The world continues to speed down an unsustainable path despite over 500 internationally agreed goals and objectives to support the sustainable management of the environment and improve human wellbeing, according to a new and wide-ranging assessment coordinated by the United Nations Environment Programme (UNEP).
The fifth edition of the Global Environmental Outlook (GEO-5) report, launched on the eve of the Rio+20 Summit, assessed 90 of the most-important environmental goals and objectives and found that significant progress had only been made in four.
These areas of progress were: eliminating the production and use of substances that deplete the ozone layer, removal of lead from fuel, increasing access to improved water supplies and boosting research to reduce pollution of the marine environment.
Some progress was shown in reaching 40 of the goals, including the expansion of protected areas such as national parks and efforts to reduce deforestation. Little or no progress was detected for 24 goals – including climate change, fish stocks, and desertification and drought. Further deterioration was posted for eight goals including the state of the world’s coral reefs, while no assessment could be made of 14 other goals due to a lack of data.
Europe has particularly unsustainable levels of consumption, the report notes, which is driving many of these problems. Nonetheless, it highlights some successes in Europe including cutting carbon emissions.
The report cautions that if humanity does not urgently change its ways, several critical thresholds may be exceeded, beyond which abrupt and generally irreversible changes to the life-support functions of the planet could occur.
For example, at the regional scale, freshwater lake and estuary ecosystems can collapse abruptly due to eutrophication; at the global level an abrupt and irreversible example of change could be the melting of the Arctic ice-sheet due to an amplification of global warming
“With clear progress in only four of 90 environmental areas, we are certainly heading in a very dangerous direction,” Jacqueline McGlade, Executive Director of the European Environment Agency said. “However, the report also shows that in a few areas, international agreements have been very successful. We must learn from these successes, and use the Rio+20 Summit to take action on these accelerating trends of environmental destruction.”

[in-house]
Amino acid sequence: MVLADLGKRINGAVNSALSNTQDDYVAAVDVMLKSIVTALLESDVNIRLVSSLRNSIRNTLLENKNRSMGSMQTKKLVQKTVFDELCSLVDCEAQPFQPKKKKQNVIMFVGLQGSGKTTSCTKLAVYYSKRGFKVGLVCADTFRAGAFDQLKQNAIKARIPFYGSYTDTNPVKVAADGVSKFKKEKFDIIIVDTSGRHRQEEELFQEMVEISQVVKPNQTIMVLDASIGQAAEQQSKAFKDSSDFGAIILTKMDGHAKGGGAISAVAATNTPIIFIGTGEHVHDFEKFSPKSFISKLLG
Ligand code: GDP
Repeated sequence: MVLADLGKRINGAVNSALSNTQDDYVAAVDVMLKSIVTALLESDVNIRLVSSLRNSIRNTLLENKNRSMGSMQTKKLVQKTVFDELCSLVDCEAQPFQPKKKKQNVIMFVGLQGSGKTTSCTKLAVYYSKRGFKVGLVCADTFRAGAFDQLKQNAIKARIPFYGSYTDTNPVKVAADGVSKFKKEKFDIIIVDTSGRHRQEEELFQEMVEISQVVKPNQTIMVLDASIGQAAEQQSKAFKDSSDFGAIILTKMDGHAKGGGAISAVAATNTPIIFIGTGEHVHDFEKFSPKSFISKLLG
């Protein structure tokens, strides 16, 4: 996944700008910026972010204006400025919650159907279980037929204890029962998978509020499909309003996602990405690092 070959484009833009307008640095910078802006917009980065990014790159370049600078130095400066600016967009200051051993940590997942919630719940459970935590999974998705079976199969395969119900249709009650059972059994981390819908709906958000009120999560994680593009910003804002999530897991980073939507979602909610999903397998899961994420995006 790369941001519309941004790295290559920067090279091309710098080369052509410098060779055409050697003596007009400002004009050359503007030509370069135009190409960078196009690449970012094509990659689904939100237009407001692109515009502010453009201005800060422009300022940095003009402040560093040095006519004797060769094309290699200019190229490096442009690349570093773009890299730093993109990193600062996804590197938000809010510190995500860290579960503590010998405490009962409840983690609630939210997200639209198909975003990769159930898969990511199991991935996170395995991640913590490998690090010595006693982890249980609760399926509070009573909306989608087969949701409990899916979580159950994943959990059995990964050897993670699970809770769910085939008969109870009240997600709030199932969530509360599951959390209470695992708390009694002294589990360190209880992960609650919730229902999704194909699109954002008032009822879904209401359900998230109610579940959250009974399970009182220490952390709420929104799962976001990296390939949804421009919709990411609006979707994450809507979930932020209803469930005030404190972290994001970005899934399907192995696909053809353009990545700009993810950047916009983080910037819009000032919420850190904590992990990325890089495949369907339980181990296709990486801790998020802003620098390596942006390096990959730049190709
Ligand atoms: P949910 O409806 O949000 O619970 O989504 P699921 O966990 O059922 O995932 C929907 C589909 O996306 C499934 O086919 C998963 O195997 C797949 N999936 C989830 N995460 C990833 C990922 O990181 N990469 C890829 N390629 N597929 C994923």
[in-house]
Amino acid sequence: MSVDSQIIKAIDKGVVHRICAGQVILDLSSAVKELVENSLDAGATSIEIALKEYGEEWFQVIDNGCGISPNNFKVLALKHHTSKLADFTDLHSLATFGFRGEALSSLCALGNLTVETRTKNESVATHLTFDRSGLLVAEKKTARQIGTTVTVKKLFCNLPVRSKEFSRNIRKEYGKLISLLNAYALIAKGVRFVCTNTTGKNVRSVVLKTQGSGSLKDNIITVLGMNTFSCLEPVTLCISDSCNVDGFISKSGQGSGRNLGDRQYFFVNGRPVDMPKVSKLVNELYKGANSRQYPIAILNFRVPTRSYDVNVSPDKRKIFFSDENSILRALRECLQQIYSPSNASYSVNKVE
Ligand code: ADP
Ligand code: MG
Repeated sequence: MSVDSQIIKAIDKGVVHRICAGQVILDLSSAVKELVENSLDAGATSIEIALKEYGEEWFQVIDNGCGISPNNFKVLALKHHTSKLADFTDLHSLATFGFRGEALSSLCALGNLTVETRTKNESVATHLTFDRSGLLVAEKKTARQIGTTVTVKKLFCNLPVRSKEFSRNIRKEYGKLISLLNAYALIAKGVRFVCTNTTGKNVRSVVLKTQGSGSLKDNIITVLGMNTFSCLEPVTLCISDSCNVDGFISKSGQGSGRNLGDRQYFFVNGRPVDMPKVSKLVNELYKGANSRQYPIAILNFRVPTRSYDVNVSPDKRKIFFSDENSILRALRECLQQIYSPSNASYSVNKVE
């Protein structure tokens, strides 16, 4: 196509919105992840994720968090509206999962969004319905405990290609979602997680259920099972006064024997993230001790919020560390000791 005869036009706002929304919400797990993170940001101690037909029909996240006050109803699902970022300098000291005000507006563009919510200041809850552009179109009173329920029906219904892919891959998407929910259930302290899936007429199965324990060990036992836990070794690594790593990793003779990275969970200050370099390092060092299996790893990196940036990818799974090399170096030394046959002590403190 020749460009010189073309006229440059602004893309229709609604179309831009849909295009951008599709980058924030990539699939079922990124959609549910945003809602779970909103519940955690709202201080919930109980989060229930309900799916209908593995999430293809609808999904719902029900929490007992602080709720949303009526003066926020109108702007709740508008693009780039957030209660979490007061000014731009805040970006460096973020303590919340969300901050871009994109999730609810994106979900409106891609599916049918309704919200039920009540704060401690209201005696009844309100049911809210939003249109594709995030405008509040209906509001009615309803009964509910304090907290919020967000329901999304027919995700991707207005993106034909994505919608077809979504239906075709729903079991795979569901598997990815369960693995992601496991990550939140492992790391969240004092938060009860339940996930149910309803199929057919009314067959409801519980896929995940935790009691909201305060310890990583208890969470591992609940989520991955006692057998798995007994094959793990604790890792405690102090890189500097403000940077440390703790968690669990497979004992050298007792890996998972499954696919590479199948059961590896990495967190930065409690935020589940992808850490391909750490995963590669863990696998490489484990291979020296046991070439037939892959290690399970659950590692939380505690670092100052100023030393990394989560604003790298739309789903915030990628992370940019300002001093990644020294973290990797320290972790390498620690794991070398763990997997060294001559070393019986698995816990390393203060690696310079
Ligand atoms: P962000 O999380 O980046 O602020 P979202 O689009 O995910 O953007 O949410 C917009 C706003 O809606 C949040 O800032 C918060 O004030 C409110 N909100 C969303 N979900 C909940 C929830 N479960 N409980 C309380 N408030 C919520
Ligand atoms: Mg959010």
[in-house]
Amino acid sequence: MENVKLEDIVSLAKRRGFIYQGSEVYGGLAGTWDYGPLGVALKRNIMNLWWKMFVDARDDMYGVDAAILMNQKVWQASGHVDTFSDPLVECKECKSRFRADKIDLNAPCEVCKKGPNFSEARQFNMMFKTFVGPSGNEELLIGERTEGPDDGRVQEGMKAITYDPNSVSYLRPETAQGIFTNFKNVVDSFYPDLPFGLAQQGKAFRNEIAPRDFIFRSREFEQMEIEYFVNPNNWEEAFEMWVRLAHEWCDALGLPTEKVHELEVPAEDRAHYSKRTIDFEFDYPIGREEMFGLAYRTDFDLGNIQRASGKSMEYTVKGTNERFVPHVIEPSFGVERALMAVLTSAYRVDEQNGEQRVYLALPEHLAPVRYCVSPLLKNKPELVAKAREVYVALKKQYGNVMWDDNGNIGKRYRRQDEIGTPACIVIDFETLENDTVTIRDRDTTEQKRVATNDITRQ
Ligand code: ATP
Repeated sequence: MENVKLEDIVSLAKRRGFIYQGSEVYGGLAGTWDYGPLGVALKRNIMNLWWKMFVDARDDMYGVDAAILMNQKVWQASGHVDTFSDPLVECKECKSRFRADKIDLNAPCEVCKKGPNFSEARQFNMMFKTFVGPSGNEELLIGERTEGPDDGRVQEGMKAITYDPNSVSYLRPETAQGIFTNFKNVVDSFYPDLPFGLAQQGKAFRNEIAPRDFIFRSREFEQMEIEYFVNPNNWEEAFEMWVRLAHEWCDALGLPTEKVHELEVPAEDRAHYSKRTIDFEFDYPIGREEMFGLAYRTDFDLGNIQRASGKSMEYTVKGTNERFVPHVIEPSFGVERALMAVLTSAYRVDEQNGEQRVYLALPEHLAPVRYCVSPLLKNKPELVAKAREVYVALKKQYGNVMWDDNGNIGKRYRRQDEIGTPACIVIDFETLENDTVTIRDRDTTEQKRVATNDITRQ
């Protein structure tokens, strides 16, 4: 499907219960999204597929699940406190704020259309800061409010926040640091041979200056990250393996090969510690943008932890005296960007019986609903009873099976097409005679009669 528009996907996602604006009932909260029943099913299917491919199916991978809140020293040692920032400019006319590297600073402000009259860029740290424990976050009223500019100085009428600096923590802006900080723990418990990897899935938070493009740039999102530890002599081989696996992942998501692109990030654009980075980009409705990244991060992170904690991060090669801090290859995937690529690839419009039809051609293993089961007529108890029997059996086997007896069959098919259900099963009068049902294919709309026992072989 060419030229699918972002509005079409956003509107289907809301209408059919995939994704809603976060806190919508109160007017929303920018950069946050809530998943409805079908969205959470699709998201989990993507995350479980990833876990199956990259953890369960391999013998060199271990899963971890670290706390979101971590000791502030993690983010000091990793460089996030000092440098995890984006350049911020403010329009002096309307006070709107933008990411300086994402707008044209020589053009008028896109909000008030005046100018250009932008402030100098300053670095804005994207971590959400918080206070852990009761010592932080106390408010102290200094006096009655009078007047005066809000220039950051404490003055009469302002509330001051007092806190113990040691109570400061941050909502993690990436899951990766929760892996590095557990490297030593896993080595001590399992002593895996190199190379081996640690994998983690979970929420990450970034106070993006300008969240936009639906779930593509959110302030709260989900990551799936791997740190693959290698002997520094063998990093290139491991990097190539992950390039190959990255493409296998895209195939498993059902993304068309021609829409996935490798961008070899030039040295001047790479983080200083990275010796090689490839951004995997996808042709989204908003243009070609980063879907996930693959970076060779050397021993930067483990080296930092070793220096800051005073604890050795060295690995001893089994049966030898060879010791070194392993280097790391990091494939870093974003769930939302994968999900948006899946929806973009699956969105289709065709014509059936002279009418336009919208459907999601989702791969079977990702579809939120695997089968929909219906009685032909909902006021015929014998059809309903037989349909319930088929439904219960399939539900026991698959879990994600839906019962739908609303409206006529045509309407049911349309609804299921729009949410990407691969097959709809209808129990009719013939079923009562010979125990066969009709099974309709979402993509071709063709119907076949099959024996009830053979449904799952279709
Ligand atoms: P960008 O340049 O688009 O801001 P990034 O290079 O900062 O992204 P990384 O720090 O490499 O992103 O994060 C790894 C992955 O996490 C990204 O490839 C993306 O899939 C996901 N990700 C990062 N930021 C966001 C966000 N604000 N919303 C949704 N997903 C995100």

The Summit in Rio could mark a turning point - the report says it is possible to meet an ambitious set of sustainability targets by the middle of the century if current policies and strategies are changed and strengthened.
GEO-5 also points out that where international treaties and agreements have tackled goals with specific, measurable targets—such as the bans on ozone-depleting substances and lead in petrol—they have demonstrated considerable success. For this reason, GEO-5 calls for more specific targets, with quantifiable results, across a broader range of environmental challenges.
The report also calls for a greater focus on policies that target the drivers of environmental change – such as population growth and urbanisation, unsustainable consumption patterns, fossil fuel-based energy consumption and transport, as well as globalisation.
In particular, globalisation has made it possible for intense pressures to be concentrated in specific parts of the world very quickly, as in the case of increased demand for biofuels leading to land clearance and conversion.
Although reducing the drivers of environmental change directly may appear politically difficult, the report claims that it is possible to obtain significant indirect benefits by targeting more expedient objectives, such as international goals on human well-being.
Findings from EEA report, 'European environment - state and outlook 2010', were used by UNEP in preparing the GEO-5 assessment.
6 June, 2012.